The Building Blocks of Story
Joe Gilford explains how to organize your ideas into an effective screenplay structure.
Imagine that there was one foolproof way to come up with a story for your screenplay.
Well, keep dreaming. It’s all well and good to think up incredible ideas. In the end, though, a screenwriter has to turn them into something.
Workable story ideas can, though, be developed into a solid, industry-ready script—a combination of creative impulses, and the harnessing of those impulses into a structure. The following action structure sheet will give you an overview of the building blocks of story: the major actions and events, and most importantly, the “human value”—what it is that your main character discovers at the end that changes his or her life, or at least offers a recognition of the need for change.
Good Ideas You’ll Need Before You Write
The first thing to do is to think about how your story affects your main character (not the audience, not your agent, not yourself!). Avoid genre questions, like “What would make a good horror movie?” Rather, ask what kind of conflict you can put your main character into. Then come up with a workable story. Starting with the basics creates a stronger, clearer story.
The main thing to remember is your story idea must be active. That is, it must be about the actions your main character takes. It’s what your character does, one action after the other, that defines your story.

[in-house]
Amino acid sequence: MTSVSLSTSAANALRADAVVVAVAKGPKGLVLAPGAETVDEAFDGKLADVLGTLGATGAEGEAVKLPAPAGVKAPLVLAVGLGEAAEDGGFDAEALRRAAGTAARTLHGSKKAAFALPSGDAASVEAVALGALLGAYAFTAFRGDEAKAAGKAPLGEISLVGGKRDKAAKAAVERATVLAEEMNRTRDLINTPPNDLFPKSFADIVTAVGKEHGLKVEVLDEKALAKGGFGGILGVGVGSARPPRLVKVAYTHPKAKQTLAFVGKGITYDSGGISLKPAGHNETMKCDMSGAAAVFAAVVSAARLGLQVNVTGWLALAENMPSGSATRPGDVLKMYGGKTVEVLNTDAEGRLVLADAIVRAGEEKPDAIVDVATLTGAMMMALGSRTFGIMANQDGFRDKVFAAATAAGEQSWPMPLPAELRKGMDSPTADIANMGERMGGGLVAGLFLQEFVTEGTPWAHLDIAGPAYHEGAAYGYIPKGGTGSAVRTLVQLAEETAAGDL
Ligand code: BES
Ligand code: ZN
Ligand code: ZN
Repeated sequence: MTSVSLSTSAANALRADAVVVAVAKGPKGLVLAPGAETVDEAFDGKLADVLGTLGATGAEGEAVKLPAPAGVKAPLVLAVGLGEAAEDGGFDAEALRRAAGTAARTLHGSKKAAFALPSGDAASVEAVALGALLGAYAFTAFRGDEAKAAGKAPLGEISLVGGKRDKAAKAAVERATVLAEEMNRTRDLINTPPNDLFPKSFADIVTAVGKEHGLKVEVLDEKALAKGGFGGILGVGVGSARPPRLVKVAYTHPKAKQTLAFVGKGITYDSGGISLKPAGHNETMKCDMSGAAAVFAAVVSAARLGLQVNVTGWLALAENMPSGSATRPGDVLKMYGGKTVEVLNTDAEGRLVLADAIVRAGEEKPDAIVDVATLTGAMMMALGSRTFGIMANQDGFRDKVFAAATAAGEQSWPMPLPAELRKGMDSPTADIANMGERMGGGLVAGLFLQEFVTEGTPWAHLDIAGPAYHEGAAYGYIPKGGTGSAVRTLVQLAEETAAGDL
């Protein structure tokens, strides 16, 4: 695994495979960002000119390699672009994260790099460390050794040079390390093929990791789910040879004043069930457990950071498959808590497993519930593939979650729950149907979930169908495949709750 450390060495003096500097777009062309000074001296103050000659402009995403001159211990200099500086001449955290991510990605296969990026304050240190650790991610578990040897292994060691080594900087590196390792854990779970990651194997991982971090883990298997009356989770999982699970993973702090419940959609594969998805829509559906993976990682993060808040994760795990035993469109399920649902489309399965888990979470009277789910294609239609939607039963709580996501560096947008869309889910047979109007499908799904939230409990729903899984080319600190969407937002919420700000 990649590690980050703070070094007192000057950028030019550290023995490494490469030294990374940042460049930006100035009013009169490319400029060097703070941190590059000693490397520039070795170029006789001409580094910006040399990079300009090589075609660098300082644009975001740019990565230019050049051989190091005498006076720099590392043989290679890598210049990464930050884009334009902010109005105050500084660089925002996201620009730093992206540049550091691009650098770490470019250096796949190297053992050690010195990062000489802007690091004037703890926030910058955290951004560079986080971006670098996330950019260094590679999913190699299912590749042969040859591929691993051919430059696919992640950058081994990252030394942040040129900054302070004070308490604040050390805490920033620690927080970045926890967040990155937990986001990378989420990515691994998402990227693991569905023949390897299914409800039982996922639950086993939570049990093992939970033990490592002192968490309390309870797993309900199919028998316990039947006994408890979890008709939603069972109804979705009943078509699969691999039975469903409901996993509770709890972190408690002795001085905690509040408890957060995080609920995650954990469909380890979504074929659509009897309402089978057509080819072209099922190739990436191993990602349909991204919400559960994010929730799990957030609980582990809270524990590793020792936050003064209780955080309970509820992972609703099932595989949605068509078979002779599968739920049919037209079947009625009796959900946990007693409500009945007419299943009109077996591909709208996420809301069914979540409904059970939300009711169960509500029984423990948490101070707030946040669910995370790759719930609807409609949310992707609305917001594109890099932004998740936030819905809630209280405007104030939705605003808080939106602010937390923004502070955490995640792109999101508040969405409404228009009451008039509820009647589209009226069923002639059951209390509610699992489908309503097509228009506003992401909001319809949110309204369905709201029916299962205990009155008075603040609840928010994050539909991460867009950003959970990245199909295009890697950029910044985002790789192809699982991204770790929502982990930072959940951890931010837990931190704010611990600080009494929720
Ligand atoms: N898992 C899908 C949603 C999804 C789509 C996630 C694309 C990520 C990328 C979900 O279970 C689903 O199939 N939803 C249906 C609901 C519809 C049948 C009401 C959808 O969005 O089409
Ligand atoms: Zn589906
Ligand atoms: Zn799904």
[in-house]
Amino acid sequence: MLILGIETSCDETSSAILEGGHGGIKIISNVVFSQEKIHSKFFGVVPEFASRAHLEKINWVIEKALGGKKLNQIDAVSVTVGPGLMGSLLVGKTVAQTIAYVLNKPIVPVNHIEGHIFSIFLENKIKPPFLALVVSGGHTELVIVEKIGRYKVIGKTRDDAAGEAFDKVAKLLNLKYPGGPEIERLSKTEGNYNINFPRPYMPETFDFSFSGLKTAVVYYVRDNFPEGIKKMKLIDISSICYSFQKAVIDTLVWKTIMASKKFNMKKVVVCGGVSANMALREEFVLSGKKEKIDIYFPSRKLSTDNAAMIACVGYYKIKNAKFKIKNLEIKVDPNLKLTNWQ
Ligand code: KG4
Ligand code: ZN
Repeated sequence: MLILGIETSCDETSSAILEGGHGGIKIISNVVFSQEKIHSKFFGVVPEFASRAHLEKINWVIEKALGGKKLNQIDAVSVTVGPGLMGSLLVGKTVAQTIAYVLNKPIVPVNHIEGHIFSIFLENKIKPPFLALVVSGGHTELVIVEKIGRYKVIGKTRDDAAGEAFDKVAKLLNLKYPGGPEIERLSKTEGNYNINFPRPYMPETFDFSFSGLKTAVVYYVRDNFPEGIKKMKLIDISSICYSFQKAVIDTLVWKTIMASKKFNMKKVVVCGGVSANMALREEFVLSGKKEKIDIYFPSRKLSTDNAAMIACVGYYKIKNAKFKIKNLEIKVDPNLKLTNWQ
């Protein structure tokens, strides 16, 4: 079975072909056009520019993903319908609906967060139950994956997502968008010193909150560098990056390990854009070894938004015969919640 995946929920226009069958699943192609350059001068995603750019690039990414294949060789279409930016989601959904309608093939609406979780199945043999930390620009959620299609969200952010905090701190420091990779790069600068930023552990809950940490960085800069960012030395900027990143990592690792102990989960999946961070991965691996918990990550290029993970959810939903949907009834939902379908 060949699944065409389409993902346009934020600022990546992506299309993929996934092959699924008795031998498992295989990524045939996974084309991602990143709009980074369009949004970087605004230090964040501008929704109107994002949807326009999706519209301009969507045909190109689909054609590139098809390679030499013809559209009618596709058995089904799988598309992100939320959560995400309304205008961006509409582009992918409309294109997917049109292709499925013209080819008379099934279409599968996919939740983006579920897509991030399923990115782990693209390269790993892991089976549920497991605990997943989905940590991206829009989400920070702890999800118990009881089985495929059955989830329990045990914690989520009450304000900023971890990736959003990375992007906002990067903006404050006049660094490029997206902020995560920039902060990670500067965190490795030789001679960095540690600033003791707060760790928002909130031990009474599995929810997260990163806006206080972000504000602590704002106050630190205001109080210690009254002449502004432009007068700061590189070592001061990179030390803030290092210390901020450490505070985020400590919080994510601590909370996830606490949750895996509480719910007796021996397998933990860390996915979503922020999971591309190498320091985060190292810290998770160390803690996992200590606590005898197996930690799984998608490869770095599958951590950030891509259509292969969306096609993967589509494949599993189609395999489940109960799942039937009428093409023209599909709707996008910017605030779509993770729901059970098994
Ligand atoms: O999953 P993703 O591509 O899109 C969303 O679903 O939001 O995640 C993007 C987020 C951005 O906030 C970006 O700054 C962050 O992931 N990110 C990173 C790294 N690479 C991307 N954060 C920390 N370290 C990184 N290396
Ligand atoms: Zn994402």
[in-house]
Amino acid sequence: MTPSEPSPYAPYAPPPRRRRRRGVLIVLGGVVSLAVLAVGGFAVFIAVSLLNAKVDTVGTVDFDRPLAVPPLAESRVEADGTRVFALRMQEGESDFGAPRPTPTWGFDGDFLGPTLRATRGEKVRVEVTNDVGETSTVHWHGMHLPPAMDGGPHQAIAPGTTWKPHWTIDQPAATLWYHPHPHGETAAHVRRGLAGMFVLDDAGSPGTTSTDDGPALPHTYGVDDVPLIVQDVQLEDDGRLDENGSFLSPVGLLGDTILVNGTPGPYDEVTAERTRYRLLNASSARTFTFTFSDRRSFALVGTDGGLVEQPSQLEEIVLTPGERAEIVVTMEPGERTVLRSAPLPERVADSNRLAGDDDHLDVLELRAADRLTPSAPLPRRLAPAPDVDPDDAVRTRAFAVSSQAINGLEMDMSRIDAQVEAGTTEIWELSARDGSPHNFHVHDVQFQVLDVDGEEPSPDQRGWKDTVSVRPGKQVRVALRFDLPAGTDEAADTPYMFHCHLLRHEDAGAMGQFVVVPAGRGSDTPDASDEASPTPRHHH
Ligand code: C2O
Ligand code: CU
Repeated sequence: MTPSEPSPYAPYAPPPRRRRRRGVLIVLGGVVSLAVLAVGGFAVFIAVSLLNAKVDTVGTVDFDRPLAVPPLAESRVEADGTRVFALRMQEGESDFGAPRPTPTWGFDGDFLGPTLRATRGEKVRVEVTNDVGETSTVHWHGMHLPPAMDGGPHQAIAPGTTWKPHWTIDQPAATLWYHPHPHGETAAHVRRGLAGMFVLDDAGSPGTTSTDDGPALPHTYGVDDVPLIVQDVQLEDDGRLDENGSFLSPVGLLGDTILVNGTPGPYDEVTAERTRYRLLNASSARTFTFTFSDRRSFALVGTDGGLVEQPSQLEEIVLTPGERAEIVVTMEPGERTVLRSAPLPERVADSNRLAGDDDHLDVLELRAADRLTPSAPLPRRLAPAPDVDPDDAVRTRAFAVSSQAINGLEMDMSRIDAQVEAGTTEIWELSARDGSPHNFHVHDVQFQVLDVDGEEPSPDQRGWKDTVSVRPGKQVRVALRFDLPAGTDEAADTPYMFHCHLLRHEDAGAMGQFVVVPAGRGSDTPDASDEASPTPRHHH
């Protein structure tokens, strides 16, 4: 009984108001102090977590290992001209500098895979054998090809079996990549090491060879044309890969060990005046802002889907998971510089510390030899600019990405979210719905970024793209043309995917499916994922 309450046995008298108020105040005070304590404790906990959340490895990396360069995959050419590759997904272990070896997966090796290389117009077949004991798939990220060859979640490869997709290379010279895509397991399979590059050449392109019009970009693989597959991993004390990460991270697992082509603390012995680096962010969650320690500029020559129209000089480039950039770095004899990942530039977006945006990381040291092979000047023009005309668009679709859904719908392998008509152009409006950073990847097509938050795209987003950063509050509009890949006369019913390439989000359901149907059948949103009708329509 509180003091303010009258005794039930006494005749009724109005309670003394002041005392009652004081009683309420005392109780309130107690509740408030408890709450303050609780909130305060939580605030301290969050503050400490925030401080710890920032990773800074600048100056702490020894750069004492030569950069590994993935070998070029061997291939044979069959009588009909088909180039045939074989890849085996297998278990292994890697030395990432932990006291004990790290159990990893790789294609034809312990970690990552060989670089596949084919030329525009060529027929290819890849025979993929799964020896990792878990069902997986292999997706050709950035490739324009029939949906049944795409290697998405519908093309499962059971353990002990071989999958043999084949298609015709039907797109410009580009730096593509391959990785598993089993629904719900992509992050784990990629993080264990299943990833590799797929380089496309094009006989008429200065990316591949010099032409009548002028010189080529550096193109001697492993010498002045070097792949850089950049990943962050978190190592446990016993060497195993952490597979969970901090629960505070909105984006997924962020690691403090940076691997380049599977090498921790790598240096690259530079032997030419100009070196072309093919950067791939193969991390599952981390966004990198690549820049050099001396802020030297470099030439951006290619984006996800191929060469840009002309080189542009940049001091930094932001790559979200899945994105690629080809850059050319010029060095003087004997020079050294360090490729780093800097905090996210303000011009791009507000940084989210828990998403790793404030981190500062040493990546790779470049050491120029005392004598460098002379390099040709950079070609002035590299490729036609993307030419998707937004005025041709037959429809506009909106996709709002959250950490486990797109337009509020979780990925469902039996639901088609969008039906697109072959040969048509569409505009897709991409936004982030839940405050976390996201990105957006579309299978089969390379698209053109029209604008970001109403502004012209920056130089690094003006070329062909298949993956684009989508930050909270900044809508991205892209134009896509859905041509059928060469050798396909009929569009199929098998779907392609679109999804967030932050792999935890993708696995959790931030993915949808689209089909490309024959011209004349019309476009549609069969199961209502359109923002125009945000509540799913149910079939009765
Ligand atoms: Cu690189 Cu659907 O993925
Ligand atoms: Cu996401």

Ideas can come in so many different forms: a particular scene you imagine your character being a part of, an emotional impulse—a vision of a moment in your movie that causes you some excitement—or a more intellectual concept of a story idea, such as “You might think you can take on the forces of corruption, but those forces will win in the end.” (Sound familiar? It’s the core idea behind the classic Chinatown. It’s also the core idea in All the President’s Men.)
Whatever way your story idea comes to you, you now have the germ of it—the molecule that you can use to create a solid and workable story.
1. The Main Character
If you believe that you can create a story built around something other than a human being, screenwriting may not be for you. All good stories are built around a human being and his or her conflicts. This includes Finding Nemo, Bambi and Wall-E—stories that dress up their human conflict in some sort of “other” being, but are essentially about a person.
As you imagine this main character, you will need to decide on his or her character deficit.
2. Character Deficit
This is often called the “fatal flaw,” a vitally important human trait that your character is lacking. This is not the thing that your character wants (we’ll get to that)—it’s the thing that you want to give your character.
This “deficit” might be an addiction. It might be a false goal: wealth and power are always good (see: The Wolf of Wall Street). How about popularity (Shallow Hal)? Or being in love with a person who will not love you back (Silver Linings Playbook)?
In Casablanca Rick Blaine thinks he can hide from his own ideals—but he can’t bury his own heart, no matter how far he runs. As the writer, you will bring your main character face-to-face with this deep-seated problem, which will eventually lead to an all-important change at the end of your story.